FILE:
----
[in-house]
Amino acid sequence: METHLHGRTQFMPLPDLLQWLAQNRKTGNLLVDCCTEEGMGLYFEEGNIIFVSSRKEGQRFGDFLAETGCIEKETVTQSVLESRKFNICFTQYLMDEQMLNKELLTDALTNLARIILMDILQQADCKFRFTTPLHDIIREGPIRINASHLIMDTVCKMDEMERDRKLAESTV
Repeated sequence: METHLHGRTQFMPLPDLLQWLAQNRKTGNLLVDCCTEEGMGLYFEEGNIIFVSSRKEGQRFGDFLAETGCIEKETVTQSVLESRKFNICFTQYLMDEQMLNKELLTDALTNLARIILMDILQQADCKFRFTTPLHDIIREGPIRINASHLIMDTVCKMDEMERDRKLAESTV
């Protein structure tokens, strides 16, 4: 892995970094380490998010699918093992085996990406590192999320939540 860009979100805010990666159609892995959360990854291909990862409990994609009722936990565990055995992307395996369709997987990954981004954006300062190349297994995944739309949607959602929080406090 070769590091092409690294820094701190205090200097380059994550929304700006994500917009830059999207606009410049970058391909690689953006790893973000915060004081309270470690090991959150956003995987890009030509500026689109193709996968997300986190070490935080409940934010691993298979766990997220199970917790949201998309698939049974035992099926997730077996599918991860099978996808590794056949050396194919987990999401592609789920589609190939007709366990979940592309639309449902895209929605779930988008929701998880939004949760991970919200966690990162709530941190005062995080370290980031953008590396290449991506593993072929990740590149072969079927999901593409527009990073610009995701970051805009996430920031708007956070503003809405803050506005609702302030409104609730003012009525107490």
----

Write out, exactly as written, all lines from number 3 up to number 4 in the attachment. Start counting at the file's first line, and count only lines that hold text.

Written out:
Repeated sequence: METHLHGRTQFMPLPDLLQWLAQNRKTGNLLVDCCTEEGMGLYFEEGNIIFVSSRKEGQRFGDFLAETGCIEKETVTQSVLESRKFNICFTQYLMDEQMLNKELLTDALTNLARIILMDILQQADCKFRFTTPLHDIIREGPIRINASHLIMDTVCKMDEMERDRKLAESTV
């Protein structure tokens, strides 16, 4: 892995970094380490998010699918093992085996990406590192999320939540 860009979100805010990666159609892995959360990854291909990862409990994609009722936990565990055995992307395996369709997987990954981004954006300062190349297994995944739309949607959602929080406090 070769590091092409690294820094701190205090200097380059994550929304700006994500917009830059999207606009410049970058391909690689953006790893973000915060004081309270470690090991959150956003995987890009030509500026689109193709996968997300986190070490935080409940934010691993298979766990997220199970917790949201998309698939049974035992099926997730077996599918991860099978996808590794056949050396194919987990999401592609789920589609190939007709366990979940592309639309449902895209929605779930988008929701998880939004949760991970919200966690990162709530941190005062995080370290980031953008590396290449991506593993072929990740590149072969079927999901593409527009990073610009995701970051805009996430920031708007956070503003809405803050506005609702302030409104609730003012009525107490």